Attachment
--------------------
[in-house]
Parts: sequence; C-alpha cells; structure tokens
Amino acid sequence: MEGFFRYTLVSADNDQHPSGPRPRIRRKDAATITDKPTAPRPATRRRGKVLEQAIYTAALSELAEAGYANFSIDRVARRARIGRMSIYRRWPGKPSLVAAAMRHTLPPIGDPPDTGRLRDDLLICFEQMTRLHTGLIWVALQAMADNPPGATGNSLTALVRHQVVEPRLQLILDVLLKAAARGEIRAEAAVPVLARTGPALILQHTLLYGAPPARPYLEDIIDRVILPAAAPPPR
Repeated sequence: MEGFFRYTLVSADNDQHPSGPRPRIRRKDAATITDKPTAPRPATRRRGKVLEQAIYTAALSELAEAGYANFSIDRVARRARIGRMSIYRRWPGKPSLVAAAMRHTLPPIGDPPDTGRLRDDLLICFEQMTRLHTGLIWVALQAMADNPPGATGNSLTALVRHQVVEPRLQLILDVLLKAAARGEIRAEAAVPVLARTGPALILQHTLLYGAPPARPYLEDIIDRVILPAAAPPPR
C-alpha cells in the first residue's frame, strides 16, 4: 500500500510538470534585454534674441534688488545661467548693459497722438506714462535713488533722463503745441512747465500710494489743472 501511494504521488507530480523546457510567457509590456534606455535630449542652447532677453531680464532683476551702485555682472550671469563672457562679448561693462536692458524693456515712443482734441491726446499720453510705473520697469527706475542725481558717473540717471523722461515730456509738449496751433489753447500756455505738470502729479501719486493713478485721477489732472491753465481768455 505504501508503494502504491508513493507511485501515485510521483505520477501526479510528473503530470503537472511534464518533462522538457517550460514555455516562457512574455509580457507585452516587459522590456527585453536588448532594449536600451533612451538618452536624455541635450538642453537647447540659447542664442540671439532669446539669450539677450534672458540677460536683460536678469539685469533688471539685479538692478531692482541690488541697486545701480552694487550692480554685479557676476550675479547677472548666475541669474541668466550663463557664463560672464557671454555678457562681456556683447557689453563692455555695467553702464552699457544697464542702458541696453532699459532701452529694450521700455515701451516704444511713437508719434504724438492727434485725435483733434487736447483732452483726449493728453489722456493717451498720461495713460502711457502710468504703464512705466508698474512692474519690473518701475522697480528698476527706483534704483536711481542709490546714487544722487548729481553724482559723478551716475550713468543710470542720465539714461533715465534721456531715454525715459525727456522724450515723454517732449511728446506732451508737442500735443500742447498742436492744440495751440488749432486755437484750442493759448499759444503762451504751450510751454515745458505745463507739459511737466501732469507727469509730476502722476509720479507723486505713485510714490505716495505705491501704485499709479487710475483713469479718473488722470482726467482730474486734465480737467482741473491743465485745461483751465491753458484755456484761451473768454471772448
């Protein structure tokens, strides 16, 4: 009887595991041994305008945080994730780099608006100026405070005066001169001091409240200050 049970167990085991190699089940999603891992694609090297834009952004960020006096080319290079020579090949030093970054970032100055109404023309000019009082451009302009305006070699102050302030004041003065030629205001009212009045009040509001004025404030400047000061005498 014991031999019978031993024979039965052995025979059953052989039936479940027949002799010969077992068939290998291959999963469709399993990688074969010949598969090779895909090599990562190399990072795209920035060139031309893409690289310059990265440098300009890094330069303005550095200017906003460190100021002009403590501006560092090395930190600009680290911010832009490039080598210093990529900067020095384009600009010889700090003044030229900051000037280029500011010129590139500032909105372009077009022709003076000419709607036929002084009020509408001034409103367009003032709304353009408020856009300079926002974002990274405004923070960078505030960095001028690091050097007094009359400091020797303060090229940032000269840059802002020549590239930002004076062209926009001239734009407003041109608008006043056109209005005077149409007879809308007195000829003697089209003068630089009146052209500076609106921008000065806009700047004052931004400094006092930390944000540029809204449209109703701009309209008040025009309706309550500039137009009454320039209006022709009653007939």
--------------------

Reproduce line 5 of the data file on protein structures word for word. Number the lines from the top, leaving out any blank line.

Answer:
C-alpha cells in the first residue's frame, strides 16, 4: 500500500510538470534585454534674441534688488545661467548693459497722438506714462535713488533722463503745441512747465500710494489743472 501511494504521488507530480523546457510567457509590456534606455535630449542652447532677453531680464532683476551702485555682472550671469563672457562679448561693462536692458524693456515712443482734441491726446499720453510705473520697469527706475542725481558717473540717471523722461515730456509738449496751433489753447500756455505738470502729479501719486493713478485721477489732472491753465481768455 505504501508503494502504491508513493507511485501515485510521483505520477501526479510528473503530470503537472511534464518533462522538457517550460514555455516562457512574455509580457507585452516587459522590456527585453536588448532594449536600451533612451538618452536624455541635450538642453537647447540659447542664442540671439532669446539669450539677450534672458540677460536683460536678469539685469533688471539685479538692478531692482541690488541697486545701480552694487550692480554685479557676476550675479547677472548666475541669474541668466550663463557664463560672464557671454555678457562681456556683447557689453563692455555695467553702464552699457544697464542702458541696453532699459532701452529694450521700455515701451516704444511713437508719434504724438492727434485725435483733434487736447483732452483726449493728453489722456493717451498720461495713460502711457502710468504703464512705466508698474512692474519690473518701475522697480528698476527706483534704483536711481542709490546714487544722487548729481553724482559723478551716475550713468543710470542720465539714461533715465534721456531715454525715459525727456522724450515723454517732449511728446506732451508737442500735443500742447498742436492744440495751440488749432486755437484750442493759448499759444503762451504751450510751454515745458505745463507739459511737466501732469507727469509730476502722476509720479507723486505713485510714490505716495505705491501704485499709479487710475483713469479718473488722470482726467482730474486734465480737467482741473491743465485745461483751465491753458484755456484761451473768454471772448